Somehow I never thought of pom-poms as something that might have been around in the Middle Ages. But then one day I was looking at some 13th-century illustrations, and there they were, decorating the bottoms of three shoulder-bags. When I thought about it, I realized it shouldn't be all that surprising. Pom-poms are easy to make, and don't require materials or tools not available to medieval crafters. They're also similar in concept to tassels, which I've seen on surviving medieval artifacts.
A babysitter taught me how to make pom-poms using a table fork when I was in elementary school. Her method will work with any pronged item, including the original human tools, fingers.
You begin by cutting a short length of yarn or string and laying it between the prongs. This can be the same yarn you want to show in the finished pom-pom, or something thinner. Make sure it's strong. If you're using a fork or something else with multiple prongs, put it between the middle two.
Lay one end of the yarn you want to show in the pom-pom between the middle prongs. Hold it in place, and start wrapping the yarn around the prongs in a figure-8 motion (clockwise around one prong, through the middle, and counterclockwise around the other prong).
If you've got multiple prongs, weave in-and-out between them, from the center out to one end, back to the center, and then out to the other end. If you need to start a new piece of yarn, end the old one and begin the new one at one outer edge.
Keep going until you've got all the yarn you want in the pom-pom wrapped around the prongs.
Pick up the ends of the short piece of yarn or string that you laid down at the beginning, and cross one under the other (making the first half of a square knot). Pull on both ends firmly, until the tie is as snug as possible. (If you've got yarn wrapped around the fingers of one hand, use the thumb of that hand to hold down one end of the tie and the other hand to pull on the other end.)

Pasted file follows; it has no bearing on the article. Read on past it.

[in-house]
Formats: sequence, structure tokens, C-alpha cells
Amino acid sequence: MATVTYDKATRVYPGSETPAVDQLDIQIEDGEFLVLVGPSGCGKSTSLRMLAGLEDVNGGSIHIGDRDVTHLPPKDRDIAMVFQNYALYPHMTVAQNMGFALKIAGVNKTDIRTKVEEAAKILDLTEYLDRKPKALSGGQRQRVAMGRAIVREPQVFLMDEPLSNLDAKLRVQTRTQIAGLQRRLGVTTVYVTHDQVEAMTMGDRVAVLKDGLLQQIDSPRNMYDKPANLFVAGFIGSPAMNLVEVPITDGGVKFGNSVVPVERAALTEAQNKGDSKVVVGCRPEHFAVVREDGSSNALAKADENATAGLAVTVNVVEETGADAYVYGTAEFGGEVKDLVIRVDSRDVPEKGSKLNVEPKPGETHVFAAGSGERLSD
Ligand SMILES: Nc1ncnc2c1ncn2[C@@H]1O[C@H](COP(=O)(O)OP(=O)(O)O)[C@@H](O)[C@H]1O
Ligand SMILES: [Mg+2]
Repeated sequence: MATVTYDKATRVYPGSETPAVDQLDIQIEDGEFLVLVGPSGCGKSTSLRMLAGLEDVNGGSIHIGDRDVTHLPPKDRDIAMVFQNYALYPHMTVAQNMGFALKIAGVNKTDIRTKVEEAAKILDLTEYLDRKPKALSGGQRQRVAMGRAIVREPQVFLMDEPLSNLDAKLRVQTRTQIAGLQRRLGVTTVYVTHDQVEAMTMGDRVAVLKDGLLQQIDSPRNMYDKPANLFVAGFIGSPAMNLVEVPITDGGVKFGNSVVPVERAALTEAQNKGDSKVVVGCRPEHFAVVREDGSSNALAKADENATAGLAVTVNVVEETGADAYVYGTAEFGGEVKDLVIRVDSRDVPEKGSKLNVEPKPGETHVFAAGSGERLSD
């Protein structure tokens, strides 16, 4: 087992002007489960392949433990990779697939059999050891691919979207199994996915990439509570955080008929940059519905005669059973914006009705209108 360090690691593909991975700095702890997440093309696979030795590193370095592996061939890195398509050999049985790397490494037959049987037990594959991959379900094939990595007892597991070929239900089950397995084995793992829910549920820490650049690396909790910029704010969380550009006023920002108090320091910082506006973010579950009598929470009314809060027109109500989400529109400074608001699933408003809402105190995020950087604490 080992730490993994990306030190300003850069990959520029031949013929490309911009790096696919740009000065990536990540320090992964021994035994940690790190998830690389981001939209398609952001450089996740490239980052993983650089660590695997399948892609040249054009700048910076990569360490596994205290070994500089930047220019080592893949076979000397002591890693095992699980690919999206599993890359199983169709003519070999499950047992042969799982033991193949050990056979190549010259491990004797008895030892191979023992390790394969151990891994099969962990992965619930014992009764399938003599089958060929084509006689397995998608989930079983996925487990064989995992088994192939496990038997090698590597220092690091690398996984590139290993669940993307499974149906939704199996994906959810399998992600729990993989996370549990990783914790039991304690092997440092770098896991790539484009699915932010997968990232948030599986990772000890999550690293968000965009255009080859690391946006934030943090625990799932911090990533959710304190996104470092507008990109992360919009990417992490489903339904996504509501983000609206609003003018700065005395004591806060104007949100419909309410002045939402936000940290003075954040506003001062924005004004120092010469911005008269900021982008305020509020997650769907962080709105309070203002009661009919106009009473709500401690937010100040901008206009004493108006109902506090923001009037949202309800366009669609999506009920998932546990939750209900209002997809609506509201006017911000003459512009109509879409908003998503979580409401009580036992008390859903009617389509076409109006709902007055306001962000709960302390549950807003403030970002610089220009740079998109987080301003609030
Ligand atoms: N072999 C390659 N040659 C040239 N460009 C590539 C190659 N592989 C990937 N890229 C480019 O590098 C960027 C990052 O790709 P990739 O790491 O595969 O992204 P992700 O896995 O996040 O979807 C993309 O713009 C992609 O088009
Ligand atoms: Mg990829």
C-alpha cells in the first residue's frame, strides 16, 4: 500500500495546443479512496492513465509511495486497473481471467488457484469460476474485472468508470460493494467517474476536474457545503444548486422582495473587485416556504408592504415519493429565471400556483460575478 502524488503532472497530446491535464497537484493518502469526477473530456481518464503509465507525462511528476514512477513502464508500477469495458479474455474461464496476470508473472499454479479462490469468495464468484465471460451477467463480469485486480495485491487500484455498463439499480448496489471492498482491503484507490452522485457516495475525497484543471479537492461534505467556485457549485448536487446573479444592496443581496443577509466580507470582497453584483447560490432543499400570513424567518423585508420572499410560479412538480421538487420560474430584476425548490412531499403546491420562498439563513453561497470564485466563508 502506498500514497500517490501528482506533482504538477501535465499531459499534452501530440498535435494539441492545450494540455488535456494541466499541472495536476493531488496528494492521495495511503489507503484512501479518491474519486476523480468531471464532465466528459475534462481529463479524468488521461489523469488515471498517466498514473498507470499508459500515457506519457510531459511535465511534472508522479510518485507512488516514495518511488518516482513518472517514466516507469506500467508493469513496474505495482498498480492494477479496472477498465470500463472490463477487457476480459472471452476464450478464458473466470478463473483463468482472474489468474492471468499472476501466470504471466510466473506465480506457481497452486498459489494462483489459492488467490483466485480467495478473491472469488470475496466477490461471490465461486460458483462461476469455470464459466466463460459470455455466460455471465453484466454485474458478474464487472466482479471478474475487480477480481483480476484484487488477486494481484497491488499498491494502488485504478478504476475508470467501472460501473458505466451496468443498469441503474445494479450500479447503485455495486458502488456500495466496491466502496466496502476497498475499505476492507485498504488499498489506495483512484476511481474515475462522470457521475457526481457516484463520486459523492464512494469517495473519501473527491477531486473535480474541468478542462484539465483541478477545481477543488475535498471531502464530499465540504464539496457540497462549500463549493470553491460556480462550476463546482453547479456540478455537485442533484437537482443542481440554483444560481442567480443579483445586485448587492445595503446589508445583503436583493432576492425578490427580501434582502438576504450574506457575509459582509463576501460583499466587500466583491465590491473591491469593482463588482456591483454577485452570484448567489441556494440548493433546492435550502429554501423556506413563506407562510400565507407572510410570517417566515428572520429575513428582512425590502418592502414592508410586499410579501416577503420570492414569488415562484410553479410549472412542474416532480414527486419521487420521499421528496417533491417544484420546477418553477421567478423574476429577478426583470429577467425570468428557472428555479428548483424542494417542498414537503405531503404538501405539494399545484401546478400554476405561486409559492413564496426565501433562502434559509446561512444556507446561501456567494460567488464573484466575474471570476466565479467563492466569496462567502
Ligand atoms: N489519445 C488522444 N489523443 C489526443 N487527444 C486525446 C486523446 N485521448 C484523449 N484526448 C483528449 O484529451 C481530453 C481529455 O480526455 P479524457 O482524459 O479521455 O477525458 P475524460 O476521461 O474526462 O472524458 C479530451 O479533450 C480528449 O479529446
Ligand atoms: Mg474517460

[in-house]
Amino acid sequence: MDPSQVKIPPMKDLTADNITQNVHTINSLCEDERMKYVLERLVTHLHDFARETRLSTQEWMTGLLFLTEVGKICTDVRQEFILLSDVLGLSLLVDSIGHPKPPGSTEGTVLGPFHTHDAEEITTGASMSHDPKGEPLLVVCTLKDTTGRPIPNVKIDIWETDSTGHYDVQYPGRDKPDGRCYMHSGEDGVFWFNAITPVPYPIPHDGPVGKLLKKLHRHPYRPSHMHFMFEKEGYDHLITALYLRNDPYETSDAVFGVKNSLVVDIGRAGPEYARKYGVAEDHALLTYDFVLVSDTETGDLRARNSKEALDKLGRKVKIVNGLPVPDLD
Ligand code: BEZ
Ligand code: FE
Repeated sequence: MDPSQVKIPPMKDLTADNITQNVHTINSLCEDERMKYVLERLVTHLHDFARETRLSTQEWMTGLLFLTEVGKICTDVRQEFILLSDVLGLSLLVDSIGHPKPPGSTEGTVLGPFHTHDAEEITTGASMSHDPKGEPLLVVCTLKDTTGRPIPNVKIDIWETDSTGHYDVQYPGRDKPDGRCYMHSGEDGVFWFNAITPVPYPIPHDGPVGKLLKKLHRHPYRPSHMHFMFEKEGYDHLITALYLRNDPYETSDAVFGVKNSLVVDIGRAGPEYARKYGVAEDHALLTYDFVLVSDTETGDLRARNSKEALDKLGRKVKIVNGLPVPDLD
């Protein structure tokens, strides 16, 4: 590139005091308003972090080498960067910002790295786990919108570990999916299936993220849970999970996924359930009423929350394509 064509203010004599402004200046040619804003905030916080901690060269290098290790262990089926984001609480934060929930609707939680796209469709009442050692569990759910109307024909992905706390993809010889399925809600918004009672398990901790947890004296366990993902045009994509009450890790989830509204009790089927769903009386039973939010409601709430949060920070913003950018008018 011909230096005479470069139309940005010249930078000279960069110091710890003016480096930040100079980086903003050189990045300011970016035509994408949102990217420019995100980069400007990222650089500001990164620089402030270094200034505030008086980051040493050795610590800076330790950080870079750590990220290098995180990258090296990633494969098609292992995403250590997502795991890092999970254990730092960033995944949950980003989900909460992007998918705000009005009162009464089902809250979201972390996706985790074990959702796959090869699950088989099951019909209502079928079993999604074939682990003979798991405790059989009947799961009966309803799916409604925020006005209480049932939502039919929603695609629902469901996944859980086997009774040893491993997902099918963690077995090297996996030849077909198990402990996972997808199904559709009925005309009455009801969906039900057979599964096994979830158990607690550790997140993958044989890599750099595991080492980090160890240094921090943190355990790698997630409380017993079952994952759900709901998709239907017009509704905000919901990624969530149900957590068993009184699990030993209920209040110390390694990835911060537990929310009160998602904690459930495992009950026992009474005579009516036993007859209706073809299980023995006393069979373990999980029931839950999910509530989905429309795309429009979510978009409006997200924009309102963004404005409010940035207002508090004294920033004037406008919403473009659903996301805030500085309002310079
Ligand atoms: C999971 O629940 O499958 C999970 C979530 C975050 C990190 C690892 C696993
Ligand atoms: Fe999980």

Carefully slip the yarn off the prongs. Tighten the tie again, as much as you can, and finish the knot. You'll have a little "butterfly" of yarn, tied in the middle. If you used a multi-pronged tool to make the butterfly, use your fingers to gently straighten out the yarn, so you have one big loop on either side of the tie.
Put one blade of a pair of scissors through a loop of the yarn, pull the threads taut against the blade, and cut. Repeat with the other loop. Now you'll have a bundle of short pieces of yarn, tied in the middle.
Trim any extra-long ends so that the yarn ends all match up fairly well.
If you're going to sew the pom-pom to something, don't cut off the ends of the piece of string or yarn you used to tie the bundle together. Leave it long, thread one end onto a needle, and sew through the object you're attaching to, through the loop of the tie, and through the object again until you've got just enough left to tie a knot. Repeat with the other end, then tie the ends together very securely (hiding the knot either inside the pom-pom or inside the object). The pom-pom will be firmly attached.
Use your fingers to fluff out the pom-pom so that it's more-or-less spherical, and the tie doesn't show. How bushy the pom-pom is will depend on the flexibility and diameter of your yarn, the distance it had to travel to go around the prongs, how many times you wrapped it around, and how firmly you cinched it in before you tied the knot to bind it together (the firmer the better).
The red pom-pom and the green pom-pom to the left were both made using the same tools, wrapped until approximately the same volume of yarn was on the prongs. The green pom-pom is made with a much finer yarn, so it had to be wrapped significantly more times. After I took those pictures, I trimmed the yarn in both pom-poms to about half its original length. This not only made the pom-poms smaller, it made them look much fuller, as seen in the photo to the right. You could achieve a similar effect by wrapping more yarn around the prongs to begin with.
This website is maintained by Coblaith Muimnech, who holds the copyright on all content not attributed to others. Printed copies may be made and distributed for non-commercial purposes, provided the author is credited. Please do not reproduce this article, with or without its accompanying illustrations, elsewhere on the Internet without first obtaining specific permission.
Click to visit Coblaith's homepage.